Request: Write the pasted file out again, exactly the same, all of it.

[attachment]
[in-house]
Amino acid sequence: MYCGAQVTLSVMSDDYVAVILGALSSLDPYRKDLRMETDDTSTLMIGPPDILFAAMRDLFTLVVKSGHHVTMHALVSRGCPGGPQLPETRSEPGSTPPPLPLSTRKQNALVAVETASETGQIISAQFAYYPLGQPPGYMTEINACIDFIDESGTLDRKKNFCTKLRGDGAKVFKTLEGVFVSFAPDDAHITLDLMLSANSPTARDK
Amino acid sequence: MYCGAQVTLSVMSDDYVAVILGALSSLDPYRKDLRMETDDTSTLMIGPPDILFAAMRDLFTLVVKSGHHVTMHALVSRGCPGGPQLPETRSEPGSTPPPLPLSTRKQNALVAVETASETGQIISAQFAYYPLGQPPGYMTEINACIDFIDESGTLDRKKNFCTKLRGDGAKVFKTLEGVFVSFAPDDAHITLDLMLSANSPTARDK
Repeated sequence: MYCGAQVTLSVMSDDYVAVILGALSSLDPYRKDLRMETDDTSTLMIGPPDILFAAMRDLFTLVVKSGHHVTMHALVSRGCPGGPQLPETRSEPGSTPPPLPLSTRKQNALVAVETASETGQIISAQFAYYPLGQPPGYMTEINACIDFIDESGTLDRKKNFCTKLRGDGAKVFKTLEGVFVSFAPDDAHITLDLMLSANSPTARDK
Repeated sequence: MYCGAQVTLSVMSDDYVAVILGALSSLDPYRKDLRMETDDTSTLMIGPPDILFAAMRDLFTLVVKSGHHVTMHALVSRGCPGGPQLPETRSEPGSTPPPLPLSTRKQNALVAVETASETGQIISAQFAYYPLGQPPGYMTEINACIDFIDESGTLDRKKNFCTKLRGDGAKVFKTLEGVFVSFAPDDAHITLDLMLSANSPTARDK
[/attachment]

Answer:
[in-house]
Amino acid sequence: MYCGAQVTLSVMSDDYVAVILGALSSLDPYRKDLRMETDDTSTLMIGPPDILFAAMRDLFTLVVKSGHHVTMHALVSRGCPGGPQLPETRSEPGSTPPPLPLSTRKQNALVAVETASETGQIISAQFAYYPLGQPPGYMTEINACIDFIDESGTLDRKKNFCTKLRGDGAKVFKTLEGVFVSFAPDDAHITLDLMLSANSPTARDK
Amino acid sequence: MYCGAQVTLSVMSDDYVAVILGALSSLDPYRKDLRMETDDTSTLMIGPPDILFAAMRDLFTLVVKSGHHVTMHALVSRGCPGGPQLPETRSEPGSTPPPLPLSTRKQNALVAVETASETGQIISAQFAYYPLGQPPGYMTEINACIDFIDESGTLDRKKNFCTKLRGDGAKVFKTLEGVFVSFAPDDAHITLDLMLSANSPTARDK
Repeated sequence: MYCGAQVTLSVMSDDYVAVILGALSSLDPYRKDLRMETDDTSTLMIGPPDILFAAMRDLFTLVVKSGHHVTMHALVSRGCPGGPQLPETRSEPGSTPPPLPLSTRKQNALVAVETASETGQIISAQFAYYPLGQPPGYMTEINACIDFIDESGTLDRKKNFCTKLRGDGAKVFKTLEGVFVSFAPDDAHITLDLMLSANSPTARDK
Repeated sequence: MYCGAQVTLSVMSDDYVAVILGALSSLDPYRKDLRMETDDTSTLMIGPPDILFAAMRDLFTLVVKSGHHVTMHALVSRGCPGGPQLPETRSEPGSTPPPLPLSTRKQNALVAVETASETGQIISAQFAYYPLGQPPGYMTEINACIDFIDESGTLDRKKNFCTKLRGDGAKVFKTLEGVFVSFAPDDAHITLDLMLSANSPTARDK